Mallett, Ronald L. 1945(?)-
Mallett, Ronald L. 1945(?)-
Born c. 1945. Education: Attended Pennsylvania State University, Altoona; Pennsylvania State University, Eberly College of Science, bachelor's, master's, and doctoral degrees.
Office—University of Connecticut, U-3046, 2152 Hillside Rd., Storrs, CT 06269-3046. E-mail—[email protected]
University of Connecticut, Storrs, CT, 1975—, currently professor of physics.
Outstanding Alumni Award, Pennsylvania State University, Altoona, 2006.
(With Bruce Henderson) Time Traveler: A Scientist's Personal Mission to Make Time Travel a Reality (memoir), Thunder's Mouth Press (New York, NY), 2006.
Ronald L. Mallett was drawn to physics by a desire to travel through time and reunite with his father, who died of a heart attack at age thirty-three in 1955, when Mallett was ten. He eventually became a physicist and university professor but kept this information largely to himself until the 1990s, when time travel was starting to become a respectable research subject, and a colleague encouraged him to pursue such study. In Time Traveler: A Scientist's Personal Mission to Make Time Travel a Reality, written with Bruce Henderson, Mallett lays out his theory that time travel is possible, although in a more limited fashion than science fiction has envisioned, and discusses the life experiences that led to his investigation.
In addition to the loss of his father, these experiences include dealing with poverty and racism (Mallett is African-American); being inspired by such diverse figures as H.G. Wells, James Baldwin, Sammy Davis, Jr., Albert Einstein, and Stephen Hawking; becoming one of the first African-Americans to earn a doctorate in theoretical physics; and enduring periods of depression when he questioned the worth of his research. Finally, he and some fellow physicists started developing a machine they believe will allow subatomic particles to travel a brief distance through time. He says time travel for humans may be possible sometime in the twenty-first century, but he has concluded that nothing, and no one, will be able to go back to a time before the machine was built—meaning, he writes, that "I would not be able to use my time machine to see my father."
Several reviewers thought Mallett managed to tell a moving life story as well as make complicated scientific concepts accessible to general readers. Time Traveler is "strange, interesting and ultimately touching," observed Bruce Lieberman in the San Diego Union-Tribune. The book, commented Julie Mayeda in the San Francisco Chronicle, "is as inspirational a read as watching underdog Rocky Balboa knock down the impressive Apollo Creed." A Kirkus Reviews contributor, meanwhile, called it "a hokey but inspiring blend of personal narrative and scientific exploration." As for that exploration, Lieberman remarked that "Mallett does an outstanding job of placing these tough subjects within a lay reader's grasp." Mayeda noted: "Whatever physics is needed to follow Mallett on his life's quest is explained by and by and without mind-numbing equations." Overall, she added, Time Traveler is "worthwhile and surprisingly entertaining."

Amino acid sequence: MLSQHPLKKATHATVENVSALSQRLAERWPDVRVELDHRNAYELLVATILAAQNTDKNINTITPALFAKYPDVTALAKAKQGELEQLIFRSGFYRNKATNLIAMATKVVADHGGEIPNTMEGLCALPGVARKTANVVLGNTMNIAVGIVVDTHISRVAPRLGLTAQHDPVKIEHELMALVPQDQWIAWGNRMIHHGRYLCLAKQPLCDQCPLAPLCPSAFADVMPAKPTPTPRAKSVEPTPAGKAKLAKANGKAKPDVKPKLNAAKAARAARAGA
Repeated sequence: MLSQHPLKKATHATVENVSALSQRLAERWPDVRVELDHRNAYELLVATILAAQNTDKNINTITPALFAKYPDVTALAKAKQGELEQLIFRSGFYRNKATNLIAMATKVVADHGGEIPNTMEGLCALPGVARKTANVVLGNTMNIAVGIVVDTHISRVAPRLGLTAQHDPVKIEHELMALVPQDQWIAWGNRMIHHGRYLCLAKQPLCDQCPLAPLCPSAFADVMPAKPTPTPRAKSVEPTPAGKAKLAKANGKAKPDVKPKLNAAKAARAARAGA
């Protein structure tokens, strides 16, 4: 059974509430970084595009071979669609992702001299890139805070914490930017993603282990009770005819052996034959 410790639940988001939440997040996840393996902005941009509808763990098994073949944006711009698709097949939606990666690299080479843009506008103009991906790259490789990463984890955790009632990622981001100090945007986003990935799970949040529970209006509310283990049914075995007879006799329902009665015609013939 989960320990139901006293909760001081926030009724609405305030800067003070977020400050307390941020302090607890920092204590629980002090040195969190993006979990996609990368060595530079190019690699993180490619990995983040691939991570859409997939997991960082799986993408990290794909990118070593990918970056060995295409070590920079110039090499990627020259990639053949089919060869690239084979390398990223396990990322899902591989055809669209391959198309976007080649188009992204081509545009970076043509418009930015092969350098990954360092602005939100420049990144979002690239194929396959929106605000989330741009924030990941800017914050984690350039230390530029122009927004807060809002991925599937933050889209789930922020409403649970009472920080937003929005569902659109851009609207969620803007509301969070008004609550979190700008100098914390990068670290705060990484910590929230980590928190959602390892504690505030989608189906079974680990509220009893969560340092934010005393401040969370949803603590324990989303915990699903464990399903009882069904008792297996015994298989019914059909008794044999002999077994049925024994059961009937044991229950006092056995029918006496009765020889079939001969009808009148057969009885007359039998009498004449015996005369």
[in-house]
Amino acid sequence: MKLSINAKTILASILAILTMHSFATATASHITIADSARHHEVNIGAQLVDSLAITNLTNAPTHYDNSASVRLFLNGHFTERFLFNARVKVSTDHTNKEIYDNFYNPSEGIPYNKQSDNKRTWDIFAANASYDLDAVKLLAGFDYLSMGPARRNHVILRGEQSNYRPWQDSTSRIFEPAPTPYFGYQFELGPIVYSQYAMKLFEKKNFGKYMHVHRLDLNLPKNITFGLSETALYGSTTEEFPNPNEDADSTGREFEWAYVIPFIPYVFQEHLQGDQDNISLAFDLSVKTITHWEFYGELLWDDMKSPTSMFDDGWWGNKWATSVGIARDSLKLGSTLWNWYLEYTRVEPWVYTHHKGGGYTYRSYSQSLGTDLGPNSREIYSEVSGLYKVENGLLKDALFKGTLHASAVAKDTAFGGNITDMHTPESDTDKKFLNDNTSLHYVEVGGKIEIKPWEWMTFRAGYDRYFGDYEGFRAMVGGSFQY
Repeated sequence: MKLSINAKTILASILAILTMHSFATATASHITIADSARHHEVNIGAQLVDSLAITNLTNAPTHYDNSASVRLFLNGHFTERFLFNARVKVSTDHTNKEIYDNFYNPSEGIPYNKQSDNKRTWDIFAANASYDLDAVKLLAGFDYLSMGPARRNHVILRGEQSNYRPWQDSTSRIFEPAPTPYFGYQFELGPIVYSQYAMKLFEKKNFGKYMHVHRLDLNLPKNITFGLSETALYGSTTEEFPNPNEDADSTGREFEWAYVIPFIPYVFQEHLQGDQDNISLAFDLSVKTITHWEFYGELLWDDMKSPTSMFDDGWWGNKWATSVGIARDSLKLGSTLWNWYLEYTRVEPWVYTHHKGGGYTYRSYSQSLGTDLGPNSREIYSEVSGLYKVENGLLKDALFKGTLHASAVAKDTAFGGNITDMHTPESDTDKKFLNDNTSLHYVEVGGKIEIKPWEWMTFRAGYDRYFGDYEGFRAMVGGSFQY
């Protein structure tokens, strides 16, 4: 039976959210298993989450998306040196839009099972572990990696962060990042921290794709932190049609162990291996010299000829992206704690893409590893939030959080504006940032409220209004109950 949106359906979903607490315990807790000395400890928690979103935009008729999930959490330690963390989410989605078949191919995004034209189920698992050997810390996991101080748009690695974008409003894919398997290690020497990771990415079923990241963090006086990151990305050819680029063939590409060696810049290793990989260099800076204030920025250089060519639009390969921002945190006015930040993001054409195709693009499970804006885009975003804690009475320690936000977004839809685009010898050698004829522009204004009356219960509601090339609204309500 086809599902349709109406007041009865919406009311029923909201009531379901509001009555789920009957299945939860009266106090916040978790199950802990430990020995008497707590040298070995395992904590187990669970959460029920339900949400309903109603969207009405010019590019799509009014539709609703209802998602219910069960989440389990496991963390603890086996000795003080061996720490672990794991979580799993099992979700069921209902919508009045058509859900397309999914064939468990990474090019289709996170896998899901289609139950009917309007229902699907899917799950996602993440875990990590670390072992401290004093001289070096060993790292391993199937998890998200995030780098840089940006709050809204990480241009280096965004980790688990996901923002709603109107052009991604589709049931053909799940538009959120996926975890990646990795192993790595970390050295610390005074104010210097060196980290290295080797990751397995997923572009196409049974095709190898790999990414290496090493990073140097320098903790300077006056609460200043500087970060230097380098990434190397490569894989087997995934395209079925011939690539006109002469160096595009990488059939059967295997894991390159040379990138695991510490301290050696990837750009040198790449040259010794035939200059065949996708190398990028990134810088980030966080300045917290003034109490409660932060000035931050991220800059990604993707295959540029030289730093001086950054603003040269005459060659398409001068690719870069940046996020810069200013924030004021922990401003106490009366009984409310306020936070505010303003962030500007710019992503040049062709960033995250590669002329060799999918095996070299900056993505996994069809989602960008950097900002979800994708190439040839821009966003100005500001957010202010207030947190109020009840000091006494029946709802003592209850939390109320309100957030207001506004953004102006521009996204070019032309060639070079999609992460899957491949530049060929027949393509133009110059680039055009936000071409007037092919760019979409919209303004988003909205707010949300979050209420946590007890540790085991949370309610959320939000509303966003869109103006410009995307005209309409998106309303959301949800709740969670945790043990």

BIOGRAPHICAL AND CRITICAL SOURCES:
Mallett, Ronald L., and Bruce Henderson, Time Traveler: A Scientist's Personal Mission to MakeTime Travel a Reality, Thunder's Mouth Press (New York, NY), 2006.
Chronicle of Higher Education, April 19, 2002, Richard Morgan, "On the Edge of Forever."
Engineer, April 12, 2002, "U.S. Physicist with Time on His Hands," p. 4.
Hartford Courant, November 14, 2006, William Weir, "On the Long Road to Making Time Travel a Future Reality."
Ivyleaf: The Penn State Altoona Magazine, fall, 2006, brief article on Mallett and alumni award.
Kirkus Reviews, September 1, 2006, review of Time Traveler, p. 888.
New Haven Register, January 30, 2007, "Physicist Wins Outstanding Alumni Award."
Publishers Weekly, September 4, 2006, review of Time Traveler, p. 50.
San Diego Union-Tribune, December 24, 2006, Bruce Lieberman, "'Rolling Back the Hands of ‘Time.’"
San Francisco Chronicle, December 20, 2006, Julie Mayeda, "Emotional Core of Physicist's Fixation—Losing Dad at 10."
Science News, December 16, 2006, review of Time Traveler, p. 399.
University of Connecticut, Department of Physics Web site,http://www.physics.uconn.edu/ (March 6, 2007), brief biography of Mallett.